Published on July 4th, 2017 | by Garfield Robinson0
The low expectations of West Indies vs the high expectations of MS DhoniReading Time: 4 minutes
“It is great to be a blonde,” remarked Pamela Anderson of Baywatch fame. “With low expectations, it’s very easy to surprise people.”
The West Indies cricket team, currently contesting a series of One Day Internationals (ODIs) may be suffering from a bout of low expectations. The evidence for this is the reaction in some quarters after victory over India in the fourth match of the current ODI series. Many reading more into the victory than is really warranted.
Batting first on a slow Sir Vivian Richards Stadium surface in Antigua, the home side made what was thought to be a vastly inadequate 189/9 off their 50 overs. In response India fell for 178 in 49.4 overs, losing by 11 runs.
According to West Indies coach Stuart Law, the win placed them “one step closer to where we want to end up.” He went on to say, “I believe they’ve got the skill, I believe they’ve got the talent. If we just improve their work ethic and they’ve got to play a different game than they’re used to. As soon as we start realising that and start working towards that, I think we can start making progress.”
“Extremely proud,” is how captain Jason Holder described his feelings after the game. “We have copped a lot of criticism over the last four months as a team. We haven’t had the best results and people tend to write us off. The way the guys played today, I am extremely proud. Our backs were against the wall at the halfway stage and a lot of people didn’t expect us to win the game. But it shows what we have in us and I am really, really proud of the guys.”
The West Indies did well to emerge with a surprising win, but it is unlikely this result is a sign of what is to come in the future. This win does not mean that the West Indies are making strides, that they are becoming a better team in any way, or that they will now start winning more matches. Their bowling did well to recoup a game their batting almost lost. Yet this is but one game and it reveals little about the Caribbean side’s future prospects.
You could reasonably argue that the result was a fluke. India are still a vastly better team than the West Indies. The fact they played badly and lost signifies little. Good teams play below their capabilities on occasion, just as surely as not so good teams sometimes rise above theirs. In the grand scheme of things nothing has changed, and chances are both teams will return to their normal selves before too long.
The West Indies are still a poor team. Victory over India only seems significant because, considering their recent form, the result is surprising. Nobody expected the West Indies to win, especially after posting such a low total. Nobody expects much of the Caribbean side anymore. Expectations are, on the whole, very low, and that kind of mindset will do little to advance the team’s cause.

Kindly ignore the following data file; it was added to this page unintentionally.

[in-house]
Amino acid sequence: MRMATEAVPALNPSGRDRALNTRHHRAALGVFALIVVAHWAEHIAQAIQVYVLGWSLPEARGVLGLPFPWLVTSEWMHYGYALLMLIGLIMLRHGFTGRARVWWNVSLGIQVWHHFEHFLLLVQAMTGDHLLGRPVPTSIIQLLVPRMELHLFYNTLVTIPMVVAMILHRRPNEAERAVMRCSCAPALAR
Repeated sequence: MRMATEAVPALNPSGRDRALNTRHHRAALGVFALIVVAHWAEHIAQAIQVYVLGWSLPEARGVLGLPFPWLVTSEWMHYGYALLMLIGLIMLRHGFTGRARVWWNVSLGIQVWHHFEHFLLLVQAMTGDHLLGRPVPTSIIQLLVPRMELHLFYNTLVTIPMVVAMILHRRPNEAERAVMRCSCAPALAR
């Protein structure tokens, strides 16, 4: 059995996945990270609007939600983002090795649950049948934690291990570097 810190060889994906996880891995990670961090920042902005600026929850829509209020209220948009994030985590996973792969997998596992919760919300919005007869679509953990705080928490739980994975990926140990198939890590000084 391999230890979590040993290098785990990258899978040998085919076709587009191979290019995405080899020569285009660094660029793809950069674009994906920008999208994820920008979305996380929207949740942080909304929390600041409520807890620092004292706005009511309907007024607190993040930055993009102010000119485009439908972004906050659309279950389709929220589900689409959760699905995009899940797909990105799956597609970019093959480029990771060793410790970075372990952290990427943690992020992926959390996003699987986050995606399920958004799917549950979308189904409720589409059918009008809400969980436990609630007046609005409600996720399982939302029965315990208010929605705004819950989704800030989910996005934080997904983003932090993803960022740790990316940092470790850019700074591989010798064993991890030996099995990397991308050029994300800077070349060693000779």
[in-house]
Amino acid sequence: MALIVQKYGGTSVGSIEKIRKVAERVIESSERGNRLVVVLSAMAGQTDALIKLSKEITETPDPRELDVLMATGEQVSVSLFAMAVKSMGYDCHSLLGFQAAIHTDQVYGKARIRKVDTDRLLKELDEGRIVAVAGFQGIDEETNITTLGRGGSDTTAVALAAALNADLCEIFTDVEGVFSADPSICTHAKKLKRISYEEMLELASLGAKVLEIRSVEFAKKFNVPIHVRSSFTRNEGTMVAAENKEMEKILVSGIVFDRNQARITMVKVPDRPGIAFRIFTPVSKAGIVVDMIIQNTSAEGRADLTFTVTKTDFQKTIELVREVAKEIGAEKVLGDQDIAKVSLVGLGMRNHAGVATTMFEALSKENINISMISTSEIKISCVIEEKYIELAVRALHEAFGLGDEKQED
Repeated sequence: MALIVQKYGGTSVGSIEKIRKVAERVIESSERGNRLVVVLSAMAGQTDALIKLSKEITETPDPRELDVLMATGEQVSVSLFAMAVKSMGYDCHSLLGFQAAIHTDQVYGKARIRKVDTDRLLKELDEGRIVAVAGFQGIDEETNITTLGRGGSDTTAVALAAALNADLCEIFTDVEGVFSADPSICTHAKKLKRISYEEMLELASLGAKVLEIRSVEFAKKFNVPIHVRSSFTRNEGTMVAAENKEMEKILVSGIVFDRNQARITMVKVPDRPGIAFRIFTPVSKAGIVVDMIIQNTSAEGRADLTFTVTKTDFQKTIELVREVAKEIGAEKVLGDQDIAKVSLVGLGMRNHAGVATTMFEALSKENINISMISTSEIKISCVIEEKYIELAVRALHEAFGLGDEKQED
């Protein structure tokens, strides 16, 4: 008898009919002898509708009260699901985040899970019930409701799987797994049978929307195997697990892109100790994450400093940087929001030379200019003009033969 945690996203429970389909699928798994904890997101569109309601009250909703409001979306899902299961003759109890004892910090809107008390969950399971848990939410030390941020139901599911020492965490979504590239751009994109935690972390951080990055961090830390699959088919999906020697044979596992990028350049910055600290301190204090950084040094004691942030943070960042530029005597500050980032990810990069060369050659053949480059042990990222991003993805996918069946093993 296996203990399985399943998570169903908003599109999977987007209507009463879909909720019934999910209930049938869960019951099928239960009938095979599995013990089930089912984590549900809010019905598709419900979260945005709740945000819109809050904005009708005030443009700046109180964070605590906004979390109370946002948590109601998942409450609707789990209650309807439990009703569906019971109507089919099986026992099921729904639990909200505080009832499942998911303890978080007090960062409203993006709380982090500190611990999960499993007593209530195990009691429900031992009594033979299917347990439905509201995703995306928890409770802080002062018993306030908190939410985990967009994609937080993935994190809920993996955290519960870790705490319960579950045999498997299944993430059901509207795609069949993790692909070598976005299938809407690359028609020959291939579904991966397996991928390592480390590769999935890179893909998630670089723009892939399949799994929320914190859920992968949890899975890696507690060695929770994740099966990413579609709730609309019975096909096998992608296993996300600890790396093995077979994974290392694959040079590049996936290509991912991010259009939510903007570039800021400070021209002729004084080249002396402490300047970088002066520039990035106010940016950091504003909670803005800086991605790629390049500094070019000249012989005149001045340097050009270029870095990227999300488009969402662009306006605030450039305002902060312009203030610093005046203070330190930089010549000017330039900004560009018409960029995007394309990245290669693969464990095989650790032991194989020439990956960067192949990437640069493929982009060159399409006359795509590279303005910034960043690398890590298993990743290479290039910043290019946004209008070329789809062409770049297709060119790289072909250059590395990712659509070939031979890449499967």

Despite the conditions being in their favour but bowlers still had to find the right areas. The nature of the pitch suggested that at least a few bowlers would emerge with flattering figures. That is the perspective in which Holder’s very impressive 5/27 must be judged, along with the other miserly bowling figures of the other members of the West Indies’ attack.
The level of batting witnessed must also be placed in proper context also. The lethargy of the pitch inhibited positive strokeplay, and so both batting units struggled to find even moderate degrees of fluency. The excellent Ajinkya Rahane scored a game-high 60. Yet with all his skills and batting form, he could only manage a strike-rate of 65.93.
MS Dhoni has come in for a fusillade of denunciation following his innings of 54 made off 114 deliveries, India’s most pedestrian half century in 16 years. He is blamed for losing India the game but fans can often be unfairly harsh.
Unlike the West Indies team, Dhoni might have been the victim of high expectations. He has won a number of games for his country, some of which they had no business winning considering the position they had found themselves in. Against Sri Lanka in Trinidad four years ago he struck six, four, and six off the second, third and fourth deliveries of the last over to earn a thrilling win for India. And it was his late innings heroics that gifted India the 2011 World Cup.
Those are but two examples of his exploits as a finisher of limited overs games. That he faltered on this occasion warrants no great recrimination.
It’s possible, but by no means certain, that at almost 36-years-old his powers may be on the wane. Manchester United footballing great Paul Scholes revealed that as he approached the end of his career he felt the urge to take fewer risks. As the diminution in confidence took hold, his passing became more cautious, less expensive. Rather than looking for ways of encroaching on opposition territory he became more concerned with playing safely. Scholes was still a good player; just not as effective as he was in his prime.
Dhoni may now be travelling the path that Scholes did as the end of his playing days drew closer. There is indeed much cricket left in him still, but the days of him walking on water may be drawing to a close.